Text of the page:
- Must stop calls after being told to do so. Collection agencies are notorious for persistently making calls. The law now states that they must stop after you tell them to, but you must tell them in writing. This could be good or bad. After they receive the letter, they can only call to tell you that they are either cancelling the debt, or to inform you that a lawsuit has been filed.
Your Credit Score and Collection Agencies
In general, debt collectors cannot hurt your credit score as long as you are making payments regularly. If you make late payments, or miss several of them, then they will make a note on your credit report.
Collection agencies often swap bills with other agencies. This can hurt your credit score even more because each new company may then make a bad reference on your credit report if you continue to be behind in payments. Once this happens, it is doubtful that you will be getting any new credit for some time.
Garnishing Your Paycheck
One of the threats that bill collectors may use is where they threaten to garnish your paycheck. The truth is, according to ConsumerFinance.gov, that some states do allow garnishment of your wages, but there are some restrictions. Other states will not permit it. The amount of money eligible for garnishment will vary by state, but enough money will be left so that you have money to live on.
Also, if certain types of funds get deposited into your bank account, such as Federal funds, they may not be taken as garnishment. There are some circumstances, though, where Federal funds can be garnished, such as in the event you owe child support, have unpaid taxes, alimony, or student loans. The garnishment of wages can only happen after a court order is given to do so.
Some Things to Not Do When Collection Agencies Are Calling
If you are not sure you really owe the money to the company calling you, you do not want to admit that you owe anything. Do not agree to make any payments on the debt, either. Instead, be sure to get proof you owe the money before doing anything else.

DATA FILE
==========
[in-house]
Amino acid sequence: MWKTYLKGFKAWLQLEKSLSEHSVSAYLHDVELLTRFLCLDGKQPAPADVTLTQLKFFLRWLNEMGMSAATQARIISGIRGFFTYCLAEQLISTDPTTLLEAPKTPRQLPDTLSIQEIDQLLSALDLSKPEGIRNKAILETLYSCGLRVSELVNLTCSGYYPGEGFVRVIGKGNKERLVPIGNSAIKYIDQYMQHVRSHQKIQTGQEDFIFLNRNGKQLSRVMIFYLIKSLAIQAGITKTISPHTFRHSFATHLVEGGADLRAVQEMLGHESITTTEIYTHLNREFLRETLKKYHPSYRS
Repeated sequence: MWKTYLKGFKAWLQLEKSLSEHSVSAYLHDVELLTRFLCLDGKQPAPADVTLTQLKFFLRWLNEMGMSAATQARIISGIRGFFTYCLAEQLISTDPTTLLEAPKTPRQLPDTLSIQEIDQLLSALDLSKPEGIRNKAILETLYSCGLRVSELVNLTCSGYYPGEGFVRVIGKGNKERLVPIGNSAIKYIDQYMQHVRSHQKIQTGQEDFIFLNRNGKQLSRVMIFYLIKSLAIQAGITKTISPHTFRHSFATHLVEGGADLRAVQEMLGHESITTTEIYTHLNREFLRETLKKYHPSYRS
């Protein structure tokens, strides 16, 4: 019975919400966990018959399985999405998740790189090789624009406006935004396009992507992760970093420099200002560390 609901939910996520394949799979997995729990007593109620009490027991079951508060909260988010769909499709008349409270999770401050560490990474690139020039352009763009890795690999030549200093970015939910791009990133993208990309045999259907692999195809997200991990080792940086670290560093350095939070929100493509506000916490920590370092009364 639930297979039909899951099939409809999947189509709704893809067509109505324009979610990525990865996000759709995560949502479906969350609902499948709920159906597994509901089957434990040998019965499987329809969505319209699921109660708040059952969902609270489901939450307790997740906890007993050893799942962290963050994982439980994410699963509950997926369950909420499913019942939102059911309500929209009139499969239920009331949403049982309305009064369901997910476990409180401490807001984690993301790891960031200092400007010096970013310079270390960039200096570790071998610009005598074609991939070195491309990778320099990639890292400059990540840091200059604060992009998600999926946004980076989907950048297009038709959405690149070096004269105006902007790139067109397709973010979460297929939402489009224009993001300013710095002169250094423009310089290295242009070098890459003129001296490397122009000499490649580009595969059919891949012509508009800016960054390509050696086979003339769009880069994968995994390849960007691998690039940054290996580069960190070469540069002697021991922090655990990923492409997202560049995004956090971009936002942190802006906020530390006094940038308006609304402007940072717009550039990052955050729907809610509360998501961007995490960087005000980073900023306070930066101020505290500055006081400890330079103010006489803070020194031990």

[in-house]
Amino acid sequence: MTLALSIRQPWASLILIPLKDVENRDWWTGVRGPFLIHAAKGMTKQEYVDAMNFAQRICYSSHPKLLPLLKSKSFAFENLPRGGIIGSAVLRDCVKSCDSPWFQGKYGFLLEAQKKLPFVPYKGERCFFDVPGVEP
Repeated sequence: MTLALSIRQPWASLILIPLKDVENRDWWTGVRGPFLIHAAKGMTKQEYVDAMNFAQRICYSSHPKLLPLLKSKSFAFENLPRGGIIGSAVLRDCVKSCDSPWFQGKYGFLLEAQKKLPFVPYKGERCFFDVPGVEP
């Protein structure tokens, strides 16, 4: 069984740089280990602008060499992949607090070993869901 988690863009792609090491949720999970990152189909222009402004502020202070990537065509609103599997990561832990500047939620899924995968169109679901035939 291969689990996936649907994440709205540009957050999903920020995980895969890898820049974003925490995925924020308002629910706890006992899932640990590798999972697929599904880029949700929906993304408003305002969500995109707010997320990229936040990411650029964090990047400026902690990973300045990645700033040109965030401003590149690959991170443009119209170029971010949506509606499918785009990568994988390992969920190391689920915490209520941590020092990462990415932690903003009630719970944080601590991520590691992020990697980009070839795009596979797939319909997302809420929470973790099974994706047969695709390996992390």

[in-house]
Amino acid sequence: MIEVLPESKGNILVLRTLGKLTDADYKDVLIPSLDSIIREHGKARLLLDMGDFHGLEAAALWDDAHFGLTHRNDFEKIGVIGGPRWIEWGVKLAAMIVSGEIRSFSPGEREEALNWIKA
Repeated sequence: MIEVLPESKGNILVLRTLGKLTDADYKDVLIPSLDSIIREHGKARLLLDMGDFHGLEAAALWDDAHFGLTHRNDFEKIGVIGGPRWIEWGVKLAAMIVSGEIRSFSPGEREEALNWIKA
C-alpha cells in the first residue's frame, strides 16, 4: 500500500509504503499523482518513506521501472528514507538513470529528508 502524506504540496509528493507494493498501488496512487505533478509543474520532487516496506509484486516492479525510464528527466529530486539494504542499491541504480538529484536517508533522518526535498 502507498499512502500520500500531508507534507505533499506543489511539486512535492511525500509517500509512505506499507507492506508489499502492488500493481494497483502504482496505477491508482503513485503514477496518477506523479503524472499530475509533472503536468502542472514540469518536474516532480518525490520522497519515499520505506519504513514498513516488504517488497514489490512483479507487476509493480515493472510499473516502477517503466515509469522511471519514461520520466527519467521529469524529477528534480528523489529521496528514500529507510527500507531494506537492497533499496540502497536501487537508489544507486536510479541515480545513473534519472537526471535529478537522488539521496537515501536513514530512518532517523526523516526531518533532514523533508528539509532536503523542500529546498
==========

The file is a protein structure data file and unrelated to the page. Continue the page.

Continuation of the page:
Do not provide personal information. This includes information about your bank accounts, your job, or about any property or assets you own.
Filing a Complaint
The online legal company, Findlaw, provides some steps you can take if you are a victim of harassment from a collection agency. You should record the contact information on a log. Include a list of dates, time of calls, names of witnesses, and keep copies of all written communications. If legal in your state, you may also want to record the conversations.
Once you have sufficient evidence, file your complaint with the Federal Trade Commission. Send your letter to:
Federal Trade Commission
6th and Pennsylvania Ave. NW
Washington, DC 20580
You may also go to their website at: http://www.ftc.gov/ftc/complaint.htm.
The Federal Trade Commission also offers customizable templates so that you can edit them and send them to debt collectors to stop all communication. You need to realize that it will not cancel any legitimate debt. The goal of the letter is simply to stop the harassment.
Taking a Collection Agency to Court
The legal agency Findlaw reports that if you are being harassed by a debt collection agency, that you do have the right to sue them for harassment. There are, however, two considerations that you need to be aware of before you take this step.
- You will need to have good evidence of the harassment.
- Realize that if you lose your case, you may be required to pay the court costs for the collection agency.
Once the debt collection agency becomes aware that you have hired a lawyer about the case, they are not allowed to contact you directly. All of the company’s communication from that point must be directed to the lawyer. The exception is if the lawyer does not respond within a reasonable period of time.
You do not need to let debt collectors harass you anymore. Stay within the law and follow these steps to put an end to it. If you are sued by the collection agency, be sure to respond by the court date, or you are apt to lose your rights. Be aware that some states have variations from the laws in the FDCPA, and you will need to know what they are for best results.